L-R: Mayor Glanville, Cllr Sem Moema, City Hall housing boss Tom Copley, and representatives of Somerford Grove Renters

Somerford Grove Renters, which represents 170 flats in blocks mainly owned by billionaire property developer John Christodoulou, is celebrating after their notice of eviction was rescinded.

The renters, who have received support from four MPs including Diane Abbott and John McDonnell, followed government advice in attempting to negotiate with their landlord for a 20 per cent rent reduction, only for organisers’ tenancies appearing to be singled out for eviction with notices citing ‘Business Decision’ as a reason.

Christodoulou was subsequently called out by Hackney Mayor Philip Glanville and Cllr Sem Moema for “poor practice”, with deputy mayor for housing Tom Copley arguing that the renters’ case highlights “the inherent power imbalance within the private rented sector in this country between landlords and tenants.”

However, Somerford Grove Renters, who spoke out against the threats of eviction and held multiple protests for renters’ rights across the year, are now being held up by other renters’ groups as a victory for collective action, as Hackney Council separately confirmed that the block is now under investigation for unlicensed houses of multiple occupancy (HMOs).

Somerford Grove resident Jordan Osserman said: “It’s definitely happy news. We don’t have any clarity on how this decision came about. We suspect they may be getting things in order to issue an eviction notice that is valid, but nevertheless this is an accomplishment.

“It was such a shock. I was expecting this to be another horrific legal threat or that they had figured out a way to speed up the eviction, so I was really delighted when I saw what the actual letter said.

“The council have been really helpful. When we received the eviction notice and it became clear how we were being treated, we have had multiple meetings with Sem Moema and Phil Glanville. The council have put a lot of effort, rightly I think, into investigating the flats in the building.

“On the multiple occasions that we offered to meet and have a conversation, if the landlord and letting agent had agreed to meet face to face I’m sure we would have been able to reach an amicable agreement. It wouldn’t have gone this far. But they chose to behave this way, so we’ve done everything we can under the law to defend ourselves.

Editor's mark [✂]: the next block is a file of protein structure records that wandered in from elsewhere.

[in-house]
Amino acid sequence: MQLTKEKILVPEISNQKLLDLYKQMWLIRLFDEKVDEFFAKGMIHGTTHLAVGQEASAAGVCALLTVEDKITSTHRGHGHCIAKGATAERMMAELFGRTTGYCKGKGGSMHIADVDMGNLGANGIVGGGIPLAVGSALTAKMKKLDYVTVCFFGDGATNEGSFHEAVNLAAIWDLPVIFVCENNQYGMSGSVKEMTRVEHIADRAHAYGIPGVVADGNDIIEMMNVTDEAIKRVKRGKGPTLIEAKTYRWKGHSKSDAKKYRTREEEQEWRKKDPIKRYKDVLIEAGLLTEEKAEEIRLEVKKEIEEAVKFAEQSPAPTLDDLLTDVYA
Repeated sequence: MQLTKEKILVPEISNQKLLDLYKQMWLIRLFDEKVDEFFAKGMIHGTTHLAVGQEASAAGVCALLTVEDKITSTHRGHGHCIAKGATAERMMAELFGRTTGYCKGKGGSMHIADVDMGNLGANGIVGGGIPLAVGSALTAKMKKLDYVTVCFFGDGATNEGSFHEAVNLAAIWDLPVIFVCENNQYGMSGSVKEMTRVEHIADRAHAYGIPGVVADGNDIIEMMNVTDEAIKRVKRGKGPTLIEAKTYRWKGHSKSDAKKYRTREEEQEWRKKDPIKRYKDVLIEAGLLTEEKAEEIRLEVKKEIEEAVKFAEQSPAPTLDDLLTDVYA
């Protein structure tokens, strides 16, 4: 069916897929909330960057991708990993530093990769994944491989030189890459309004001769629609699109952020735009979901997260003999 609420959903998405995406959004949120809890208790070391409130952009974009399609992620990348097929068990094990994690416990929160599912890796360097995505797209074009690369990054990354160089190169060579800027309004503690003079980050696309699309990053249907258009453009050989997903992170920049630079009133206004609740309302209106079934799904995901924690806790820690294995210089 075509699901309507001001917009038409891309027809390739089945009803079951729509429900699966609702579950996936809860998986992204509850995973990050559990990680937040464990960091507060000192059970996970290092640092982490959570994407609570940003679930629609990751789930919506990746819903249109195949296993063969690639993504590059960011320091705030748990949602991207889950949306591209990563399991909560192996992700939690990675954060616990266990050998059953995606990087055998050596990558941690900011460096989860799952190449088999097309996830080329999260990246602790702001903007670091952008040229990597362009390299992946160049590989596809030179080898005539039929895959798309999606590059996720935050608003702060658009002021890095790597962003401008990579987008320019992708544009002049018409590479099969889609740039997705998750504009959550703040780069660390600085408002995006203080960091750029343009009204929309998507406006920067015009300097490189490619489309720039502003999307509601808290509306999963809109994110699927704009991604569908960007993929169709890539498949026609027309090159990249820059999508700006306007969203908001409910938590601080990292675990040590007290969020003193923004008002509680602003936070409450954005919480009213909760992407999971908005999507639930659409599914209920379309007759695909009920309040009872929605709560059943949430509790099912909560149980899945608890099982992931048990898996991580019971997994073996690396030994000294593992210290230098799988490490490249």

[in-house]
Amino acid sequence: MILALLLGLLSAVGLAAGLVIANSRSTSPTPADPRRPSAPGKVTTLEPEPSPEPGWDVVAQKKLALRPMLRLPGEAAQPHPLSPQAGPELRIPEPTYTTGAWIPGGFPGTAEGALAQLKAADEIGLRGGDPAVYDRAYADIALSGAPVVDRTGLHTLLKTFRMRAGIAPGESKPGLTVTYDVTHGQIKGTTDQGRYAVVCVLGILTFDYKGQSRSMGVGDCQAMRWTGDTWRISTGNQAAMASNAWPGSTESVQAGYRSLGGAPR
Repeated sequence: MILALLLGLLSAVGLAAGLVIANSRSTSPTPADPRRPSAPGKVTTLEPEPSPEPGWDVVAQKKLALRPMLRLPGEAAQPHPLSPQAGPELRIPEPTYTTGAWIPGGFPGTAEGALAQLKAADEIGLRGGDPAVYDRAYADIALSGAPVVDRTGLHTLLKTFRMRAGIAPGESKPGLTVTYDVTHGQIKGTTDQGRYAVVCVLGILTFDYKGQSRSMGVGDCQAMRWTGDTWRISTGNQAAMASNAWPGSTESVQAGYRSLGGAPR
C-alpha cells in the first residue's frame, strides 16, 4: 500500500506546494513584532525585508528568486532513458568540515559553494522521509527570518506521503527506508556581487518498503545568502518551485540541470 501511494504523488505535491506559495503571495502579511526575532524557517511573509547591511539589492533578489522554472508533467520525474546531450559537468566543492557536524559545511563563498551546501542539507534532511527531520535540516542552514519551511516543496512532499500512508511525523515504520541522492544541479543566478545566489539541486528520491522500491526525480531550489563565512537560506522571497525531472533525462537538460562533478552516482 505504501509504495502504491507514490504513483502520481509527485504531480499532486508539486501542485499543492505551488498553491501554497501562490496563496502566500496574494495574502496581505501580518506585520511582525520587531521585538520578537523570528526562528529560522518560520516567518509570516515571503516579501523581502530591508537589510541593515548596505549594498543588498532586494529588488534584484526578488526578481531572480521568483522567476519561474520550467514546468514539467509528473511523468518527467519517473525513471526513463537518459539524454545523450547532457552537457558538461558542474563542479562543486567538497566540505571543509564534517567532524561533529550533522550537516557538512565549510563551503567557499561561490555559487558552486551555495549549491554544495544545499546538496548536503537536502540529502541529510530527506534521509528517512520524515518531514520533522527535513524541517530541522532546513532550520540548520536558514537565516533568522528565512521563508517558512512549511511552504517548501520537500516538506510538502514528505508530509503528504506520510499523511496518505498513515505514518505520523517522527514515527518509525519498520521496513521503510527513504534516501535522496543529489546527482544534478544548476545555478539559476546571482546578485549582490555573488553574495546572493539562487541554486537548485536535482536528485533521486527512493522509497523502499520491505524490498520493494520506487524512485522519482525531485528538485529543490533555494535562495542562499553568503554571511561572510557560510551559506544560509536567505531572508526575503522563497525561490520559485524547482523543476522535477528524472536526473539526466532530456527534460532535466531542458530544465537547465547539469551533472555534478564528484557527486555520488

“We’re waiting to see whether this letter turns into something else. The people living here are really excited to hear the news about the eviction being dropped. It gave people more confidence, and they’re glad to see the council are continuing to do this investigation.”

A council spokesperson confirmed today that ongoing and complex investigations are taking place into multiple properties in the block on whether they have the appropriate HMO licences.

While the investigation is separate to the renters’ campaign, it was the conduct of both the landlord and managing agent in the Somerford Grove Renters’ case which brought the issue of HMOs to the council’s attention.

If the investigation were to find that the licences were not held, the council can take enforcement action, incurring a liability of civil penalties of up to £30,000 per property. Residents would also be able to seek rent repayment orders.

Both managing agent Tower Quay and Christodoulou have been approached for comment, but had not responded by time of going to press.

The news brought instant celebration from both Mayor Glanville and Cllr Moema, with the borough leader hoping that the withdrawal of the notice heralded “the start of something far broader from the landlord and their agents,” going on to link the renters’ case to “a much bigger struggle for renters rights across Hackney and London.”

With Somerford Grove, a model for collective bargaining with landlords, through the London Renters Union (LRU), began to take root across entire blocks in the borough during lockdown, with organiser Danny Hayward saying back in May that lockdown has radically shaped the debate around renters’ rights.

Michael Deas from the LRU said: “This is just more proof that when renters fight together against unfair landlords, we can win. Taking on your landlord can be scary, but tenants who join together are strong.

“If you’re worried about rent or eviction, get in touch with the London Renters Union.

“This win at Somerford Grove is a win for a big group of renters organising together, so it’s such a milestone for the LRU. And we’re not going to stop.”

You can find out more about the London Renters Union here

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